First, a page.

Bunge, Nuclear War Atlas (Blackwell) 1988, pp. xxi–xxii.

The poster atlas is now very hard to obtain. I got my copy I got in the 1990s in grad school, and unfortunately it does not appear in full form online, to the best of my knowledge. Ideally it would be scanned and uploaded, but in the meantime here is my best attempt to capture it in a photograph (4032 X 3024, cropped slightly). Hopefully, it will encourage a proper high-resolution scan. Click for full-res version.





PS: this account of radical geography’s early days, with details about Bunge and others, by Clark Akatiff, is important reading (and provided the source of the 2008 photo of Bunge, above). I can say that as an attendee of the 2008 Boston meeting I remember rumors that Bunge was present, and copies of this flyer were posted around the conference:

Bunge AAG meeting_Page_1

RGS-IBG Pre-conference workshop “Navigating Data Landscapes”


From the Digital Geographies Working Group:


Manifold technological developments – from AI to cloud computing – are rapidly changing the landscape of the digital. Complementing the RGS-IBG’s conference theme (Geographical landscapes/changing landscapes of geography), these workshops invite participants to investigate the effects of machine vision on a variety of phenomena: the form of urban life, the experience of driving, the dynamics of war, and the nature of gaming. The workshops aim to provisionally address a number of questions regarding machine vision, and its effect on the ability to ‘navigate’ (literally, metaphorically, conceptually, methodologically) new data landscapes. To what extent does machine vision alter our perception of the world? How might its proliferation affect everyday interactions? And, finally, what new concepts, methods or vocabularies might be needed to comprehend such vision?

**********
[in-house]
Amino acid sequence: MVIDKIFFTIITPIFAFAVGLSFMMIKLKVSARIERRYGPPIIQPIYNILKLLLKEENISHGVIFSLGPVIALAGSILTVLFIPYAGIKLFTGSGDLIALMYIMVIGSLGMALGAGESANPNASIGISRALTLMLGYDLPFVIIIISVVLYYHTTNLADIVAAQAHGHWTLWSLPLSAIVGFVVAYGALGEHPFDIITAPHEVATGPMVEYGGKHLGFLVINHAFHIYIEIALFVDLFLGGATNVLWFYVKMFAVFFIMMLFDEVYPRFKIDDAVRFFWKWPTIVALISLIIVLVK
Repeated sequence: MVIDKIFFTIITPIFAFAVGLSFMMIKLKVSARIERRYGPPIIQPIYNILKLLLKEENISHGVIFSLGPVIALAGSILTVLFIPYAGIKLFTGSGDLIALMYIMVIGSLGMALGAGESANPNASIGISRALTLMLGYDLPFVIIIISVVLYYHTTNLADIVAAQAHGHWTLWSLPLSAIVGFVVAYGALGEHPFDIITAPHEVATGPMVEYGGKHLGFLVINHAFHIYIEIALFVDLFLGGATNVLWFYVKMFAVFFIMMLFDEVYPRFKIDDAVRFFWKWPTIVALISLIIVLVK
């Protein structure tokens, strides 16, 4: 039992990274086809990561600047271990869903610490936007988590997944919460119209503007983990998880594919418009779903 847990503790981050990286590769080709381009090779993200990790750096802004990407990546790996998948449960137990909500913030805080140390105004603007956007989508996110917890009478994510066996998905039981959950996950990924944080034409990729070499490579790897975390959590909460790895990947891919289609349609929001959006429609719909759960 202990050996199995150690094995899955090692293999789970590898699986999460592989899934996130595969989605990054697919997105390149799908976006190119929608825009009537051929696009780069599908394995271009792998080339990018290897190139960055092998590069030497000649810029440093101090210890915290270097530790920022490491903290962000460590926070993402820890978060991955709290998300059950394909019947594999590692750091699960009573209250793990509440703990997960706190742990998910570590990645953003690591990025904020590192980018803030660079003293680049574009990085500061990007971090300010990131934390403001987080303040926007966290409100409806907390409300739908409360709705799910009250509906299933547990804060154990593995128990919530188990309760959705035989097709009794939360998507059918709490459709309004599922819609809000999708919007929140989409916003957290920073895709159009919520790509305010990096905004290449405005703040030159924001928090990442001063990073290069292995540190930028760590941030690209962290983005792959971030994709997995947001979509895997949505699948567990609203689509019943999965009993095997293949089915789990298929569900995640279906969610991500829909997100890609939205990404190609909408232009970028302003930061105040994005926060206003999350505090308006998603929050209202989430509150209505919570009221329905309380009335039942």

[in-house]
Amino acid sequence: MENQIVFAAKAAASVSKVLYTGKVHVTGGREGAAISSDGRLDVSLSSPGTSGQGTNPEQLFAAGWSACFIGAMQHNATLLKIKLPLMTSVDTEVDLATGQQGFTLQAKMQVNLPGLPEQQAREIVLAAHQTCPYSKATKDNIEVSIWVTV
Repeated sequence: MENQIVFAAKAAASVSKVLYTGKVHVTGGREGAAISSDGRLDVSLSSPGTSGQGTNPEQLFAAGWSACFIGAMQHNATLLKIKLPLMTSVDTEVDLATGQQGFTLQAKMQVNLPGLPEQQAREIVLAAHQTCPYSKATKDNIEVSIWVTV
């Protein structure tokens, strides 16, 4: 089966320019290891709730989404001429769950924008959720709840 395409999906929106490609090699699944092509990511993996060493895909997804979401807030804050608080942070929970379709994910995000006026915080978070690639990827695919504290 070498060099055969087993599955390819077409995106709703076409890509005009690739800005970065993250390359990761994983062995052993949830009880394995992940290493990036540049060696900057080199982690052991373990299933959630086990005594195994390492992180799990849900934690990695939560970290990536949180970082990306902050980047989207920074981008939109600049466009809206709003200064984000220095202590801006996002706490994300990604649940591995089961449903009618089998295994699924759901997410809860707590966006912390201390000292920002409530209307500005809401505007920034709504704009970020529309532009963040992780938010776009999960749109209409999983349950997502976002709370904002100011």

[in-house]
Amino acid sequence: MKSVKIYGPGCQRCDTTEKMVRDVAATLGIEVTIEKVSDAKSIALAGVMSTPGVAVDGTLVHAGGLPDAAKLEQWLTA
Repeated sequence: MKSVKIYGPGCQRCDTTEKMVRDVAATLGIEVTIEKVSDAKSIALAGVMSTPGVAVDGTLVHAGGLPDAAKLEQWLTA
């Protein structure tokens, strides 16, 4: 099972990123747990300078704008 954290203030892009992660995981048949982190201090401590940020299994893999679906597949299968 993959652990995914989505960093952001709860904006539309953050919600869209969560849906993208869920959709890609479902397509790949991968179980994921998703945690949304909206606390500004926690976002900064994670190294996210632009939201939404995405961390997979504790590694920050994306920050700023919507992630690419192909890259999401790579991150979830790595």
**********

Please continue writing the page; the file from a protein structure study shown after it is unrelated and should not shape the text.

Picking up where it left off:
The event will start with three parallel sessions which you will be able to sign up for on the day followed by a panel discussion. The sessions are:

Session 1: A screening and discussion of Liam Young’s film Renderlands (2017), which follows a group of local animators through the office environments where they work, the digital landscapes they produce, and the cities in which they live.

Session 2: An interactive exploration of the digital landscapes of virtual reality, video games, and driving simulations.

Session 3: A dive into the sometime murky waters of YouTube to explore, analyze, create and refine ‘terrain typologies’ present in autonomous vehicle videos

If you have any questions or requests please email

For further information please visit our webiste at


Tue 28 August 2018
14:00 – 17:30 BST


Glamorgan Building
CF10 3WT
United Kingdom

Further details and to register here.

Workshop: Interrogating Form: Creative and Cultural Participatory Practice

News of an interesting workshop this summer if you’re in the Newcastle area: Continue reading

Dr. Kate Derickson: The Brick Wall You Cannot See


Dr. Kate Derickson (University of Minnesota) will be visiting us here at University of Kentucky for the GGSU Distinguished Speaker lecture.

Facebook event is here.

Digital Geographies Symposium

The Digital Geographies Working Group (DGWG) Symposium will be themed  “Justice and the Digital” and will take place on Friday, July 6 at the University of Sheffield. There will be panels, digital shorts, debates, and time to network.

More information will be provided shortly! See the webpage for more details, and last year’s Symposium.